Saturday, May 11, 2013

Independent Animal Research In Grade One

For the past few weeks my students have been working on independent animal research projects.  Now I must confess I have never done independent animal research projects with my grade one students before.  Typically we study as a class, frogs or butterflies, and we learn together. I guide the lessons and my students learn what I teach them.  Yes what we learned varied from year to year, and how we learned the information did too, but I was  the teacher.  But with the increase access to technology, and my change in teaching practices that way of teaching is no longer good enough for me.

Now as I've mentioned my students have had access to technology for most of the year.  They have used it to show and share their learning in ways that work best for them.  Choice has been key in my class and my students have embraced and ran with it.  So I knew my approach to learning about animal basic needs had to change.

After seeing Kristen Wideen's grade one and two students create animal research projects I felt it was something I needed to give my students a chance to try too.  I modelled the process first with Koala research. I taught them how to find information through Discovery Ed, the Pocket Zoo app, and books.  I encourage them to sort the information they were finding into a graphic organizer created by Mrs. Wideen, but modified for my class.  My students were given the task to search for information about their chosen animal under the categories can, are, and have. They were also encouraged to find  interesting facts, and ways their basic needs were met.  They used Discovery Education to find age appropriate videos (you've got to love the filtering system on Discovery Ed). The Pocket Zoo app also provided more videos for my students, along with web cams to look at.  And we had library books too of course.  Needless to say my students were excited to do research on animals they were curious to learn more about.

My students were told that they could research ANY animal that they were interested in and they could do this on their own or with a friend. It was their choice.  Through out this year I have witnessed how powerful it has been to give my students choice in how they learn. I have seen the negotiations and the peer teaching when they work with a partner, and I have seen the independence some enjoy when working on their own. So right from the beginning I never told them that they had to work on their own or with a friend, it was always their choice.  Most of them chose a friend.

Before I go any further I think it's important to know that I have a typical grade one classroom  with a variety of learning styles and unique needs.  I have no additional adult support in my room so these projects were created by my students.  It was impressive for me  to see my students  so engaged and on task throughout the work periods.  There were tons of questions asked - both related to the animals they were studying, and the steps that needed to be taken.  While I answered many of them, they relied on each other for help too.  My room was very active with learning during this project.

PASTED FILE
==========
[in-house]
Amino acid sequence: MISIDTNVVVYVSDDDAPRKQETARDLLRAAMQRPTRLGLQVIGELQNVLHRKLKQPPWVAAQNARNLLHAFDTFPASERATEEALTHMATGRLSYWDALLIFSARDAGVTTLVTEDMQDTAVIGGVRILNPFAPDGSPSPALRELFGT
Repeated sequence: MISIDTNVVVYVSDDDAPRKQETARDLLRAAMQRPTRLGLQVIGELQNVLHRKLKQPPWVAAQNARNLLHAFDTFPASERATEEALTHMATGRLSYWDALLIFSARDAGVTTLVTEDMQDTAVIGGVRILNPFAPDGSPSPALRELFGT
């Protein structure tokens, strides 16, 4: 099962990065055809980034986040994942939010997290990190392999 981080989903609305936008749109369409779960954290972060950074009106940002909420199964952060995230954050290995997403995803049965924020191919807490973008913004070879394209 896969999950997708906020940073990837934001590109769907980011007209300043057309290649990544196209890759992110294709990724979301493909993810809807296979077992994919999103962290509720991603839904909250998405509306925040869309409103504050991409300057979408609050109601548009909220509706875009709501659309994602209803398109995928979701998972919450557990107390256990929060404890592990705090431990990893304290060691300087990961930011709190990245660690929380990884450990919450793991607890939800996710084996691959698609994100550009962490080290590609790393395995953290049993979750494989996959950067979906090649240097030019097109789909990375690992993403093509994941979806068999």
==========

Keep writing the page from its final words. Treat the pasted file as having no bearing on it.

After a few days of fact gathering my students started to put their books together in the iPad app BookCreator.  The cool thing about Book Creator is that it has a special feature called "combined books". Knowing this was an option in advance each student created their own pages on their own iPads which would later be shared with their partner to create  combined book. This allowed me to see what each student was doing on their own before the final book was combined with their parner's.

My students surpassed any expectations that I had for them. I was really impressed with the way they showed their learning. Many used Discovery Ed to find their images while others used Draw and Tell to draw their own.  They were all required to have at least one image labeled using the app Skitch, and one graphic organizer created using the app Popplet.

Once the children were finished creating their individual pages the two iPads were brought to me. I saved one part of the two person story into Dropbox and opened it in Book Creator on the other iPad. From there I used the awesome "combine books" feature in Book Creator and combined the two student parts together into one book.  My students then moved the pages around, edited for repeat information, and completed their books to their satisfaction.

At this point, once they were satisfied with what they had created, they saved their books to iBook. I encourage them to do this because the screen shots are much better when taken from the "published" version of the book. Most groups remembered to do this.

When it came time to  get the books out of Book Creator to share with the world on their blogs my students chose different ways to do this.  One group used Explain Everything to add the screen shots of their books and record their voice.  Most created their "movies" in iMovie.  Some recorded their images in Draw and Tell first, while others recorded directly in iMovie. Some didn't record at all and added music instead.  I never told them how they had to present it to the world but I did expect them to come up with a way to be able to show the world their creations.